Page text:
Market Concentration, and the Power of 1%

Happy Monday, wealthy people! 

When I was interviewing the top fund managers in the world (in order to decide whether or not to approve their funds for the Morgan Stanley platform), I noticed a trend emerging in 2018.

Sitting cross-legged, laptop open, my hand resting on a cup of cappuccino nearby, I asked the successful US fund manager sitting across from me a simple question: “Why are you underperforming?” His answer became a pattern among all the US fund managers: they gave excuse after excuse as to why they could not beat the market, because the market, as defined by the S&P 500 Index, was getting distorted. The largest stocks became too big a part of the index. “We don’t want to invest so much of our fund only in those largest stocks,” the fund managers told me. (When they didn’t, and those stocks rallied, their funds underperformed the S&P 500 Index).

Back in 2018, it was the FAANG stocks (Facebook, Apple, Amazon, Netflix and Google). Then came the so-called Magnificent 7: the previous stocks minus Netflix, plus Microsoft, NVIDIA and Tesla. These stocks keep getting bigger and bigger, causing chaos in active fund managers’ performance. Read on to see just how distorted the US market has gotten today.

In today’s email:

👉 Stock Market Update - Is the S&P 500 too concentrated?

👉 Wealth Building Strategies - The power of an extra 1%.

👉 Ask Me Anything - What went wrong with my fund purchase?

👉 Sip of Learning - A different take on your 401(k).

Grab your latte and let’s get started!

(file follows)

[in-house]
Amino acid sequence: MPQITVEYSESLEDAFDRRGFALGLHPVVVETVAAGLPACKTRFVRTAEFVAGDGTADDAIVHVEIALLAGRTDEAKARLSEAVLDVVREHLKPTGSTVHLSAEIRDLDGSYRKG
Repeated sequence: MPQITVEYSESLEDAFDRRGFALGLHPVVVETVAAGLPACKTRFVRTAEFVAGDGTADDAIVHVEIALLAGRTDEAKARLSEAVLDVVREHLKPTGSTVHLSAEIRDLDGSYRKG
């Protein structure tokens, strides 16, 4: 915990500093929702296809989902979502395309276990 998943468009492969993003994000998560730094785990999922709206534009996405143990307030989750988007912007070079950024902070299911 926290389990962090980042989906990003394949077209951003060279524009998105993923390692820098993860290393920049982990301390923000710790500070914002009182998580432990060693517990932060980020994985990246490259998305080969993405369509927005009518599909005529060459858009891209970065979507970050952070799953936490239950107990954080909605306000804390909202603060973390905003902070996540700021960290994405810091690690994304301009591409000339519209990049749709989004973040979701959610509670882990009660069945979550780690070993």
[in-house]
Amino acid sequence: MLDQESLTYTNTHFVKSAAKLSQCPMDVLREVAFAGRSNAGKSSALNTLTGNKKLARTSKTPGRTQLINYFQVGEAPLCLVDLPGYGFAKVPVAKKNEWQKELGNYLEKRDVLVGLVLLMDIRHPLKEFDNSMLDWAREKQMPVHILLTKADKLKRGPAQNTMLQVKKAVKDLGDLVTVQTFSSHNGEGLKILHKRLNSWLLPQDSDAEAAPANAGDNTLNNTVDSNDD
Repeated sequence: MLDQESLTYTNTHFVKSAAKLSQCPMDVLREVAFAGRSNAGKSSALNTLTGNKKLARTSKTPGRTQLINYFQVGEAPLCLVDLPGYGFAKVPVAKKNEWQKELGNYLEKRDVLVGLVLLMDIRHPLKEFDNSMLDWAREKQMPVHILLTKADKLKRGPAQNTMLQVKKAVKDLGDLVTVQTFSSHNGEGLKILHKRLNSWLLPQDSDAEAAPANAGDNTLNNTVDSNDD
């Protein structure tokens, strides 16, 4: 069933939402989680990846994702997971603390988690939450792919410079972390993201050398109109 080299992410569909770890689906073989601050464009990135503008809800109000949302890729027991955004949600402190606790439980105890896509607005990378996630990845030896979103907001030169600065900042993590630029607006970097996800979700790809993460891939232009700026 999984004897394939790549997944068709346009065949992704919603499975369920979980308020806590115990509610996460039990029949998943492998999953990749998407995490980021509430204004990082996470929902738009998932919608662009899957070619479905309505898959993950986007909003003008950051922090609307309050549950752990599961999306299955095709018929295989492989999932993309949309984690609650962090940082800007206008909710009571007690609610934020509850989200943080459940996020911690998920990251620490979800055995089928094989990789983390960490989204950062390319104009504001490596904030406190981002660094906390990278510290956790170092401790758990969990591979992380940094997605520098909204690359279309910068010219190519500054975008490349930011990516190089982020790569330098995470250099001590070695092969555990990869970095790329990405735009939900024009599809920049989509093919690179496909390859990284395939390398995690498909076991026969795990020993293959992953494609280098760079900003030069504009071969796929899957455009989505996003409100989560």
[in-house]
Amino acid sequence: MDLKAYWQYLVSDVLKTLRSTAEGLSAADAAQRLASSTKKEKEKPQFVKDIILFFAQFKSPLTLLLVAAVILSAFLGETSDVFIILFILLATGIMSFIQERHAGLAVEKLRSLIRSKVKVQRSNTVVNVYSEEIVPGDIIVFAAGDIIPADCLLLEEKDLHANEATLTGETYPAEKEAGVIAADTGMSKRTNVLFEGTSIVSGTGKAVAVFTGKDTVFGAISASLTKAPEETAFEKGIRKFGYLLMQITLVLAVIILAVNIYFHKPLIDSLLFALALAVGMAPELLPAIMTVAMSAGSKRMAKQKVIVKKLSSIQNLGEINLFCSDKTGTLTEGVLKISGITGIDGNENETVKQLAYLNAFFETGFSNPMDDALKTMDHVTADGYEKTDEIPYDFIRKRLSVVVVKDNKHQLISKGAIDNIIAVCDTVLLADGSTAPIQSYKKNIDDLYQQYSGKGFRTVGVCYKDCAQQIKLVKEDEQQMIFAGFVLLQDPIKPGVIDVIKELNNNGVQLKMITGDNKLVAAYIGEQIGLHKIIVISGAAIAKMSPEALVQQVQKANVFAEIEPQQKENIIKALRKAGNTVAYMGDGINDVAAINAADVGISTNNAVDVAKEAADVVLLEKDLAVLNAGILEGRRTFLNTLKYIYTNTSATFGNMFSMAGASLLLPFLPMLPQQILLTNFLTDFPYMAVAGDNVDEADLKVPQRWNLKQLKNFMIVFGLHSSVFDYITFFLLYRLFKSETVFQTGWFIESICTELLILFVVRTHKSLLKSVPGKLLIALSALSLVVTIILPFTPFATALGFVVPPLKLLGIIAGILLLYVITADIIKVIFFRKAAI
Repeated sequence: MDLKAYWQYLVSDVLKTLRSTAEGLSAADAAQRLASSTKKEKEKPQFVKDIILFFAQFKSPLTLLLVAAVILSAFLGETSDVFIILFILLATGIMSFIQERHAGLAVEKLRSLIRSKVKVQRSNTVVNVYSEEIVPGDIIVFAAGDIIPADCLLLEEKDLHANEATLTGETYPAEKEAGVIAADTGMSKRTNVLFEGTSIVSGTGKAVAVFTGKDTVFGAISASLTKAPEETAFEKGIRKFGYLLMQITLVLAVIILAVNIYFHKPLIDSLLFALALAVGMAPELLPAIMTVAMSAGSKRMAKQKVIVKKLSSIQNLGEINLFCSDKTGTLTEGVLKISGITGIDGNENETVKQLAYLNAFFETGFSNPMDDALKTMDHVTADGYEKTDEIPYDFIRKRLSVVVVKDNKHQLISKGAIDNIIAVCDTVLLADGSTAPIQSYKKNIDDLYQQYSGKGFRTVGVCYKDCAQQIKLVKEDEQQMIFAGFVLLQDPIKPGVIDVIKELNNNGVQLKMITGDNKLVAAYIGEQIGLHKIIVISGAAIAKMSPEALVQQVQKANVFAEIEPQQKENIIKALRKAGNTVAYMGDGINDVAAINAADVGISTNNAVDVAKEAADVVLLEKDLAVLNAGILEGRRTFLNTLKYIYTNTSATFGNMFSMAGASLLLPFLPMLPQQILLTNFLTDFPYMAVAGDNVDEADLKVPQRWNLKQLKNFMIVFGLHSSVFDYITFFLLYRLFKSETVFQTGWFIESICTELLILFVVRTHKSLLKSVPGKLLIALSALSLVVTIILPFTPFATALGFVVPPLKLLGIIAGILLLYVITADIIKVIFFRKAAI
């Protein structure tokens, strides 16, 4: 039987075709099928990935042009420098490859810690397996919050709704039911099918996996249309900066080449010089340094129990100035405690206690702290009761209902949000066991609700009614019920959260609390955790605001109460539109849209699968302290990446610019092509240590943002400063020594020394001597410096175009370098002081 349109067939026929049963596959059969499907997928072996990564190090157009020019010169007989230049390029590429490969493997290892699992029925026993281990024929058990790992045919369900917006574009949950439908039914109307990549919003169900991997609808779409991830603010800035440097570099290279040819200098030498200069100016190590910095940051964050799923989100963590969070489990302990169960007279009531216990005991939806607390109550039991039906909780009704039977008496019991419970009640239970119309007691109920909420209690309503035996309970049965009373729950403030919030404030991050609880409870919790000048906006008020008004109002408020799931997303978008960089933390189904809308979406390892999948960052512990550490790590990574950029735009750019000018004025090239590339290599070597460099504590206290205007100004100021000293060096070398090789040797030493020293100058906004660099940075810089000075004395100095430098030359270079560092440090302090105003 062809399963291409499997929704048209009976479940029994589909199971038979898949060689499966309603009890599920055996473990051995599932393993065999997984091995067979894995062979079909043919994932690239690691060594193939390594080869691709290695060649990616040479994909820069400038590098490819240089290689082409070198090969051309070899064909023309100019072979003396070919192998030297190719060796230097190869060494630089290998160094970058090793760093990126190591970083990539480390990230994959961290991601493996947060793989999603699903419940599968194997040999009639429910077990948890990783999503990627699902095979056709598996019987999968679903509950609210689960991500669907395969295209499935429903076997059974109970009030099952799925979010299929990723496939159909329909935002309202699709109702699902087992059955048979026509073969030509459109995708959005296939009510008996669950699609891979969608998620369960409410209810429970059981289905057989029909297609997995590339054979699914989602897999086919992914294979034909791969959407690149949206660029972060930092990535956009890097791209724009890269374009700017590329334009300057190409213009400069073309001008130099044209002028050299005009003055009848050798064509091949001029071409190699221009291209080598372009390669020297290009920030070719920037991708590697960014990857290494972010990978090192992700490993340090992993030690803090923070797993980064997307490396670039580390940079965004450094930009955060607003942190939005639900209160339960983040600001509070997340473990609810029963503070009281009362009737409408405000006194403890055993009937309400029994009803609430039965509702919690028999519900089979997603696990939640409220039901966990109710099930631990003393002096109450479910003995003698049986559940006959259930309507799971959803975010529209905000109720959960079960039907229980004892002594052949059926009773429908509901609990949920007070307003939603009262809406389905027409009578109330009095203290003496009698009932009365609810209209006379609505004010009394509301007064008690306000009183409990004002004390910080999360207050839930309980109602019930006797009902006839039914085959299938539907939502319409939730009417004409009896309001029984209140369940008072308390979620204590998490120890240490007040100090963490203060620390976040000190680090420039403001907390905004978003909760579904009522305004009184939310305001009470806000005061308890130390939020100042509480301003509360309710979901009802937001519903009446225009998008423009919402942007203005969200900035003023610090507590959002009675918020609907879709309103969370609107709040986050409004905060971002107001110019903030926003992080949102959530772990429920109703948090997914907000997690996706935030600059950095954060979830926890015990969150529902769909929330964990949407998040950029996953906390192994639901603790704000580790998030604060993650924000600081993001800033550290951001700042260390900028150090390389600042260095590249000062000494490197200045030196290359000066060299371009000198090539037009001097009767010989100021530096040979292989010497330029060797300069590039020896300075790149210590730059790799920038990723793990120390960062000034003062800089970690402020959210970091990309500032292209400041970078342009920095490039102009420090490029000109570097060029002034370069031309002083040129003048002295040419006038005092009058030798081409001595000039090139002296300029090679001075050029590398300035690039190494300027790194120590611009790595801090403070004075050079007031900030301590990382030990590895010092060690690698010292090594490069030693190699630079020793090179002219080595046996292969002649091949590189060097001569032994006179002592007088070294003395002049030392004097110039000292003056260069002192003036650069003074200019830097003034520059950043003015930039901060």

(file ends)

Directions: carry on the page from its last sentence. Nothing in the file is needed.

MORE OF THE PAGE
Margarita T., CFA

Founder, Finance Latte


Source: Finance Latte. Returns Not Guaranteed. Hypothetical Example. Not Financial Advice. Investing involves risk including loss of principal.

An extra 1% return for your investments over 30 years can make an enormous $$$ difference. The chart above shows 4 different scenarios as to how much a $10,000 upfront investment can grow over 30 years if the investment returns were 7, 8, 9 or 10% per year.

If your investments grew 7%* (not guaranteed), your $10,000 initial investment could grow to $76k after 30 years. If they grew at an 8%* return? $100k, etc.

With each extra 1%, your ending capital becomes 32% higher 👀.

This is why a TON of finfluencers suggest DIY (Do It Yourself) investing and simply buying index funds for everything. This way you could save 1-2% on actively managed fund fees, plus 1-2% on financial advisor fees. These extra few percentage points can make a huge difference.

We agree with this sentiment but only up to a point. Index funds are a must, but mostly for the most efficient stock markets, like large US stocks (where only 12% of active funds beat the index over 10 years). When looking at less efficient markets, like Emerging Markets? A lofty 70% of active funds beat the Emerging Markets Index, net of fees, over 10 years. (Source: Morningstar, as of January 31, 2024)

What does this all mean? It means that your chances of picking a fund that beats the index in Emerging Markets are pretty damn good. Don’t give up on those extra returns simply by buying index funds for Every. Single. Market. Remember the power of an extra 1% over time. 💪